Foreclosure bus maps the local real estate bust
Local real-estate agents make shopping for a foreclosed home easier with tour bus service.
Special to The Seattle Times
With rising foreclosure inventory and buyer demand to see it, an enterprising local duo has taken a page from the California and Florida real-estate agent playbook and launched a "foreclosure bus" tour business, which they've dubbed "Property Dog."
Since June, Skyline Properties agent Todd Shirley and Ballard Partners agent Victor Hernandez have led investors, contractors and intrepid buyers on twice-monthly romps through Seattle-area homes with investment potential.
Along the way, the duo share wisdom and handouts about each property and dispense detailed lists of other foreclosures in the area. Bottled water and the occasional doughnut are included on the free tour.
Shirley has long helped investors and bargain hunters scope out foreclosures, frequently taking groups of three and four along on viewings. But in recent months, "demand has gotten to the point that it made sense to take the bus," Shirley says.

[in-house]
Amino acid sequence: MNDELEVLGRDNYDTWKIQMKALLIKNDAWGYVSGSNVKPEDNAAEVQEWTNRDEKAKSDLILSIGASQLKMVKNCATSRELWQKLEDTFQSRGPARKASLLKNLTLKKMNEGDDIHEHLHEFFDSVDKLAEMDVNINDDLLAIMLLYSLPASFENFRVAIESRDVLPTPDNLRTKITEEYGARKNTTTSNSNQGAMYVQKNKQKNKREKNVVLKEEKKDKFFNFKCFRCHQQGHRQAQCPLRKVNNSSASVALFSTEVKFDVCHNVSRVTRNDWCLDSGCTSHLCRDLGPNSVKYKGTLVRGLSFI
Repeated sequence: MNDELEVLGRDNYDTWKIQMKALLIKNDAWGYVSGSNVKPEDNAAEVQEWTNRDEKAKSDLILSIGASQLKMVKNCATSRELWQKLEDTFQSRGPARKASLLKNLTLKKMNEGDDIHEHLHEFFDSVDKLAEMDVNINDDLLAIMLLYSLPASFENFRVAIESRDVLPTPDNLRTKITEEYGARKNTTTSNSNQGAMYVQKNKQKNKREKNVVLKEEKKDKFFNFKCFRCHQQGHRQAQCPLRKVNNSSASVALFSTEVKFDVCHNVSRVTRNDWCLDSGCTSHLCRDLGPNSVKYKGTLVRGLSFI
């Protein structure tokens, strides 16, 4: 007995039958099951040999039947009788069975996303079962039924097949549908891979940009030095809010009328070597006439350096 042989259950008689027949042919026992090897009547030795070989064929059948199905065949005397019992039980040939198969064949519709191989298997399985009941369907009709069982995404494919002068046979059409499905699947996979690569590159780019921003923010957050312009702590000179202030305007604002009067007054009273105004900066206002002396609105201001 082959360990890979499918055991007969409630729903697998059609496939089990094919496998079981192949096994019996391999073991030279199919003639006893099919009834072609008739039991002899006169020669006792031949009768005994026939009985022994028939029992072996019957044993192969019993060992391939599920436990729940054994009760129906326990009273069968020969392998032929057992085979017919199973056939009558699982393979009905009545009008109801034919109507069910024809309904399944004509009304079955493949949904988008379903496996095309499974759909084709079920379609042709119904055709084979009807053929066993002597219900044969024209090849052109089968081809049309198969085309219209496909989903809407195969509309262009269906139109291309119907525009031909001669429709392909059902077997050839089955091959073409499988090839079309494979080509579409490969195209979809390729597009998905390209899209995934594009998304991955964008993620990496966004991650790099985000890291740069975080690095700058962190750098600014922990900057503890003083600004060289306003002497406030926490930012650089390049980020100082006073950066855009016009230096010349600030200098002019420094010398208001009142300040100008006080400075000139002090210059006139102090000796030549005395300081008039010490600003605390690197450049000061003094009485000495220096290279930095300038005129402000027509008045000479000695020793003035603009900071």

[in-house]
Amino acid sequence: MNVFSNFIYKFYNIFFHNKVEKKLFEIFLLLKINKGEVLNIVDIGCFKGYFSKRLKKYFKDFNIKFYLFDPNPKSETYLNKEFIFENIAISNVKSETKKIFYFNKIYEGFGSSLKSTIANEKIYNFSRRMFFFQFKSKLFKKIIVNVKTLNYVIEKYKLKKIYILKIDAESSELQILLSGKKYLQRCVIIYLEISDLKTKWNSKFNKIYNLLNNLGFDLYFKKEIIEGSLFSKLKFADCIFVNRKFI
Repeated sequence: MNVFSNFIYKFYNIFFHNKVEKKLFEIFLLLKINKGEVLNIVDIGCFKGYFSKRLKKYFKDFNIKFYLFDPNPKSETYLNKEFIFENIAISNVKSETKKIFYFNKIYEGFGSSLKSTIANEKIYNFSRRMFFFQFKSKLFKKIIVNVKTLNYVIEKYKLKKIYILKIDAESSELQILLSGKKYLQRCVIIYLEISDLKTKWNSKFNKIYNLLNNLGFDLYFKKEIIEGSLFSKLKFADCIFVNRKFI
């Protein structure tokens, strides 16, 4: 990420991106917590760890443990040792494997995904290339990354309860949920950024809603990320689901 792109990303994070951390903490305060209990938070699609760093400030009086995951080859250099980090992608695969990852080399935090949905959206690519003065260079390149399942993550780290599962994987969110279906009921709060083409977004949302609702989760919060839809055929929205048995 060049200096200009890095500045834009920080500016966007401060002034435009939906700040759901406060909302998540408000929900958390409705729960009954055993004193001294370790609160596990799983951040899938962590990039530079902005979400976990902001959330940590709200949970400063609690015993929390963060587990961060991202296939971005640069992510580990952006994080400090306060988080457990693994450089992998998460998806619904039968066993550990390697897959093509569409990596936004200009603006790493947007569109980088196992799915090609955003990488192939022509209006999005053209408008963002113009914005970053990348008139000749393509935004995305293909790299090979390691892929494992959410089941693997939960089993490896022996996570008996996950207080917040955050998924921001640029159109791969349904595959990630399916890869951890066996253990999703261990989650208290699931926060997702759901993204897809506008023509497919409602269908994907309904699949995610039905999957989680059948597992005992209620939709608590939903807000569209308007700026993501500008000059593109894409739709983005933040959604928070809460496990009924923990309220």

Foreclosure activity has risen 37.8 percent between the third quarter of 2008 and third quarter of 2009 in the Seattle-Tacoma-Bellevue area, according to data released last week by RealtyTrac, an Irvine, Calif.-based distressed-property research company.
Hernandez brings contracting experience along with real-estate insights, and can share wisdom about most of the properties' potential for eco-friendly or regular remodeling.
On a recent mid-October tour, a dozen bargain hunters pile aboard the Property Dog mini-tour bus to visit homes between Capitol Hill and Shoreline, plus a commercial site in Lake City.
The homes couldn't be more different.
This day's tour runs the gamut from a 1906 gutted Capitol Hill craftsman to a 3-year-old spotless houseboat to a post-World War II cottage in Maple Leaf and a 1980 split-level home in Shoreline.
Visiting foreclosures is nothing like a gentle weekend tour of open houses, staged to charm with soft lighting, strategically arranged furnishings and carefully placed art objects.
Most of these homes are cold, empty and dirty. Many have been winterized, meaning the utilities have been shut off and water pipes emptied to prevent freezing.
Shirley and Hernandez lead the way into dark basements or boarded-up homes with flashlights and cautionary warnings.